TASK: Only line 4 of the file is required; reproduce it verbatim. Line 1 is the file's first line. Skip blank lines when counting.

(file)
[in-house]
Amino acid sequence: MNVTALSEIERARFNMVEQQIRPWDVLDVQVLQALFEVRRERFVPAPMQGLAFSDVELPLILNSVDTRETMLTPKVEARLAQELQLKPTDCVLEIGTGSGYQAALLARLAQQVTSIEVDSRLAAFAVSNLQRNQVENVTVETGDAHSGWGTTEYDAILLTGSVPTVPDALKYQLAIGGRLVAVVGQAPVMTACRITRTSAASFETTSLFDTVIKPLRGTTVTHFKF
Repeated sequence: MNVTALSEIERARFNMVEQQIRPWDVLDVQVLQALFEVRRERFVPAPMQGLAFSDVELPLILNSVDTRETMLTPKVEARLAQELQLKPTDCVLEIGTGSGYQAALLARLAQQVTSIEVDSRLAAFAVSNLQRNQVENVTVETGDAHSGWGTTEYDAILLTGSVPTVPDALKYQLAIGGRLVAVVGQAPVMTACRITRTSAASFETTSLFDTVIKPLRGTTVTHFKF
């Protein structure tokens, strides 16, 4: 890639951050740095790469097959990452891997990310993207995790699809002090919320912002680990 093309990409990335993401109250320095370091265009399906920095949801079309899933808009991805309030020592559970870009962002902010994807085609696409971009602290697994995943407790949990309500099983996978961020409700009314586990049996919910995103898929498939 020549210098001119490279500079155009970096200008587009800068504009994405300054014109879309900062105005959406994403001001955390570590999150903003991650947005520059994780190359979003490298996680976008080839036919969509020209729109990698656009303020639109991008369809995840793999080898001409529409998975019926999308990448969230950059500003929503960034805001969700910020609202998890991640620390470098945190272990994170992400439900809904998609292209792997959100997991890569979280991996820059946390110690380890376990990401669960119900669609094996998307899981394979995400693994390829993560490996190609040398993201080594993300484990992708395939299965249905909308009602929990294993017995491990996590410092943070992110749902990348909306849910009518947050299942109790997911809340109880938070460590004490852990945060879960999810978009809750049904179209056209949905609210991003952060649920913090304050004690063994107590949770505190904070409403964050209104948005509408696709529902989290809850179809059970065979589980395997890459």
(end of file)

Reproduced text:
């Protein structure tokens, strides 16, 4: 890639951050740095790469097959990452891997990310993207995790699809002090919320912002680990 093309990409990335993401109250320095370091265009399906920095949801079309899933808009991805309030020592559970870009962002902010994807085609696409971009602290697994995943407790949990309500099983996978961020409700009314586990049996919910995103898929498939 020549210098001119490279500079155009970096200008587009800068504009994405300054014109879309900062105005959406994403001001955390570590999150903003991650947005520059994780190359979003490298996680976008080839036919969509020209729109990698656009303020639109991008369809995840793999080898001409529409998975019926999308990448969230950059500003929503960034805001969700910020609202998890991640620390470098945190272990994170992400439900809904998609292209792997959100997991890569979280991996820059946390110690380890376990990401669960119900669609094996998307899981394979995400693994390829993560490996190609040398993201080594993300484990992708395939299965249905909308009602929990294993017995491990996590410092943070992110749902990348909306849910009518947050299942109790997911809340109880938070460590004490852990945060879960999810978009809750049904179209056209949905609210991003952060649920913090304050004690063994107590949770505190904070409403964050209104948005509408696709529902989290809850179809059970065979589980395997890459």